It doesn't take a professional designer to make a house a home, but having someone with those skills certainly doesn't hurt.
When a team of CMU students enrolled in a special honors course called Academic Service-Learning for the Greater Good took on a project to revamp the Isabella County Restoration House, most had no prior experience with interior design.
"Our goal was to show the students that people with every major — every interest — have something to contribute to solving a problem when they work together," said Jeanneane Wood-Nartker, a member of the faculty in CMU's interior design program and academic leader for the class.
The honors students spent several weeks researching the kinds of issues that present challenges for homeless individuals and families. They compiled a "big ideas" list that linked issues of homelessness to evidence-based design principles.
Pam Sarigiani, a faculty member from CMU's family studies program, spoke with the class about the impact of homelessness on families. They did Skype interviews with a shelter director in Cleveland, Ohio, and toured CMU's Child Development and Learning Laboratory to gain additional background information.
They made several visits to the shelter and met with Isabella County Restoration House executive director and CMU alum Ryan Griffus to learn about how clients arrived, accessed services and used the facility.
And then they began to dream, draw and plan.
Student teaching students
The only student with interior design experience on the team was senior Julia Nieman. She was able to enroll in the class as a teaching assistant.
"I have always had a passion for teaching, and it was cool to have the chance to dip my toe into this world. Knowing that I can share what I have learned with others helped to cement that I'm on the right path in my field," Nieman said.
Students present their design concepts at the ICRH board meeting.
As the students made big plans for revamping the space, she helped them turn their ideas into reality. She helped teach key concepts, assisted with presentations for the shelter's board of directors, and did most of the 3-D modeling and renderings for design plans.
Along the way, she learned a few new things, as well.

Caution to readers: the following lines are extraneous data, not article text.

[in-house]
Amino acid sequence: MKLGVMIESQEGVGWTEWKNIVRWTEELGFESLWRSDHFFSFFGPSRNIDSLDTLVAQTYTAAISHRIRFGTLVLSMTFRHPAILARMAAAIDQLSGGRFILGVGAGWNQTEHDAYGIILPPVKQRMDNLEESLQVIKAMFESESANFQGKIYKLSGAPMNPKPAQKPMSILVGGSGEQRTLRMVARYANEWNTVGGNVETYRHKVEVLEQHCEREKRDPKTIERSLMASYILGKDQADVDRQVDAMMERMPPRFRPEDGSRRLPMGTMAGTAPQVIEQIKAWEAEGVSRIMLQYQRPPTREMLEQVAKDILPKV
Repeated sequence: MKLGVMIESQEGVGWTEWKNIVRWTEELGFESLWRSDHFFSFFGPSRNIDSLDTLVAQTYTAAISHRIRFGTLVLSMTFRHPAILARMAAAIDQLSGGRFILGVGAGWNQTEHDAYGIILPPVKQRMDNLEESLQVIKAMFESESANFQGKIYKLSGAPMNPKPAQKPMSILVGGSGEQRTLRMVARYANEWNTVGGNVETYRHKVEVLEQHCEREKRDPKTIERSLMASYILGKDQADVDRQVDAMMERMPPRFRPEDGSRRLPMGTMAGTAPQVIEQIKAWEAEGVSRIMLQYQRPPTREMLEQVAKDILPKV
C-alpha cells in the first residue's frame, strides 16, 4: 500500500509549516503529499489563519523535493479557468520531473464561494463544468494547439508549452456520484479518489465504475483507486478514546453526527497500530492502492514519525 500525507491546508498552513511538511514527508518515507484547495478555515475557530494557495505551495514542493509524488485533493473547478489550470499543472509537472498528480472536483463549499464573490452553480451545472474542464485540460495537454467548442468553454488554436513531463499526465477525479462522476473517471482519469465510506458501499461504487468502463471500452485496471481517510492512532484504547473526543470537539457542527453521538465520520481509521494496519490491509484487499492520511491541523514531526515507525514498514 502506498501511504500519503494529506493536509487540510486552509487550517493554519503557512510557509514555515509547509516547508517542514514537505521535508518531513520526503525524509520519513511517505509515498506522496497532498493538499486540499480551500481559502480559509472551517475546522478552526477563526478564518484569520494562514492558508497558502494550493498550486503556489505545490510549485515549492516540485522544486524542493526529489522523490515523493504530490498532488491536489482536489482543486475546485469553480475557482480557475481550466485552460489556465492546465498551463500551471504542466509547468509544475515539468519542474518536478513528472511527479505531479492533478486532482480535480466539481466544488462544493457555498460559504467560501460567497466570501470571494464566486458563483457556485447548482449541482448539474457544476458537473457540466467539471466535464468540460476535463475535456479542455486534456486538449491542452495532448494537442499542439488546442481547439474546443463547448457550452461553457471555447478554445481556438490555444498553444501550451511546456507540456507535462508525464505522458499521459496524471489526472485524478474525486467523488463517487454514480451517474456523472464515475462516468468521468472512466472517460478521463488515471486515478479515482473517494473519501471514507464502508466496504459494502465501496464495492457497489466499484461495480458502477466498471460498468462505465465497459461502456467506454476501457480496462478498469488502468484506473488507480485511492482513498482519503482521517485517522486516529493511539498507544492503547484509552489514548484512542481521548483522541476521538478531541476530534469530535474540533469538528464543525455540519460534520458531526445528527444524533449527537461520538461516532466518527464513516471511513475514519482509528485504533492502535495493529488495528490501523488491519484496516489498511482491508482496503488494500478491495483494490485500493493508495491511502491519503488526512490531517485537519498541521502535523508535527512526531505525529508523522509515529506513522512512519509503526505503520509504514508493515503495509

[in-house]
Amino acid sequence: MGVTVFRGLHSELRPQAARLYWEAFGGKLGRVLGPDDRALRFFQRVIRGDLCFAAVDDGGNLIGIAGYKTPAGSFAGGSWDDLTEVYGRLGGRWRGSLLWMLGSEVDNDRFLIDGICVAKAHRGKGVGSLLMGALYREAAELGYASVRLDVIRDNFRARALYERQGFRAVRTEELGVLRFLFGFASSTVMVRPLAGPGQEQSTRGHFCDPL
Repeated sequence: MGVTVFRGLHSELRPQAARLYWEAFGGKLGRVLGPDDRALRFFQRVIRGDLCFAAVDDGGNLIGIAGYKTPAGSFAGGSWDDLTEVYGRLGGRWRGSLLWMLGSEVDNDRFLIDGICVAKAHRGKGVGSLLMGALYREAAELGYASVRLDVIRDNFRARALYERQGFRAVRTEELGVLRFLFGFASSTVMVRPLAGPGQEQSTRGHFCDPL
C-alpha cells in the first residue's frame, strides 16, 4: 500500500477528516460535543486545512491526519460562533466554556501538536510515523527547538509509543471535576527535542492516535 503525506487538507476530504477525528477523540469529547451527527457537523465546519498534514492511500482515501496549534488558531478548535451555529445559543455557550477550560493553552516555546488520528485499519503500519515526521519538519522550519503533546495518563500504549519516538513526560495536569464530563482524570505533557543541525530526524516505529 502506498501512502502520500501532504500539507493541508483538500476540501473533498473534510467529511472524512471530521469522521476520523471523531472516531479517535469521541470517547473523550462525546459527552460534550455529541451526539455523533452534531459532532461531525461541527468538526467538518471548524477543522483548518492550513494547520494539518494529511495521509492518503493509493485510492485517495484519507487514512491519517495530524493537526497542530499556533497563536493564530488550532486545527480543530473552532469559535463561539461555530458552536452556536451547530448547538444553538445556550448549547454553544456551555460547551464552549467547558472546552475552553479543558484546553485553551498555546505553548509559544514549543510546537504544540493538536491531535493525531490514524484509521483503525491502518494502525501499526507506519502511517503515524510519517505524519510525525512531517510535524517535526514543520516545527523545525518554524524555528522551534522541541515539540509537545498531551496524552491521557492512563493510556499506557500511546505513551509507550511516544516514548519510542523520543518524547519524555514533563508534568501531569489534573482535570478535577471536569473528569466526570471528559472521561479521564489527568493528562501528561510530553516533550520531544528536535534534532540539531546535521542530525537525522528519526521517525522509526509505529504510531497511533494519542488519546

"We had a conversation with the director of a large shelter in Ohio and discussed things that hadn't occurred to me before. We talked about the need for materials to be easy to clean and durable in a way that common household furniture usually is not typically made. We needed to keep the environment comfortable and aesthetically pleasing, but also hygienic."
Working with Griffus helped her identify local needs, such as furniture that would not be susceptible to bedbugs and tables with sturdy legs.
Personal connection to the mission
From the time he was 12, Griffus was homeless. College wasn't even on his radar when he reached his senior year of high school.
"Many people don't understand that when you are living without a home, the stress of finding clothing, food and shelter is all-encompassing. I wasn't thinking about the future, I was focused on what was happening in my family," he said.
An assistant football coach made him sit down and apply for a CMU football scholarship. At 18, Griffus found his first real sense of home and security in a residence hall.
He balanced athletics and his studies in child development until graduation in 2004. Now, he's working to make sure "not another kid has to experience what I did."
Working with his alma mater gave Griffus a chance to engage fresh perspectives and new energy into the shelter.
"We had this wonderful new space and weren't sure how to use it most effectively. The students came in exploding with possibilities and a willingness to try new things," he said.
He was excited to see the plans students made to revamp the storage and locker room areas, new spaces for children, and a new layout for administrative functions.
The CMU team paints objects for a colorful new mural in the children's area.
Once the plans were approved, students wrote grants and solicited several companies to request material support for the projects. They received more than $20,000 in monetary and in-kind contributions, Wood-Nartker said.
Together with community volunteers, the students constructed walls, hung drywall, installed laminate floors, installed cabinets and created a colorful children's area mural.
Diverse perspectives yield great design
Jackson Graham, a junior studying English and creative writing, had volunteered at the shelter once before with his church. He was excited to be a part of something long-lasting that would really help people.
"I didn't know anything about design coming into this project, but that didn't mean I couldn't help. We researched the emotional effects of design and how environment impacts homelessness. We talked to other shelters and looked for ways we could make a difference. The things we are creating here will last and help people for years to come."
Graham said the variety of academic disciplines was a major benefit to the project.
"We all came to this project with different perspectives and skill sets. When we had a problem, we'd talk it out. I approached things from one angle, and someone else had a different view. It made our final solutions so much better."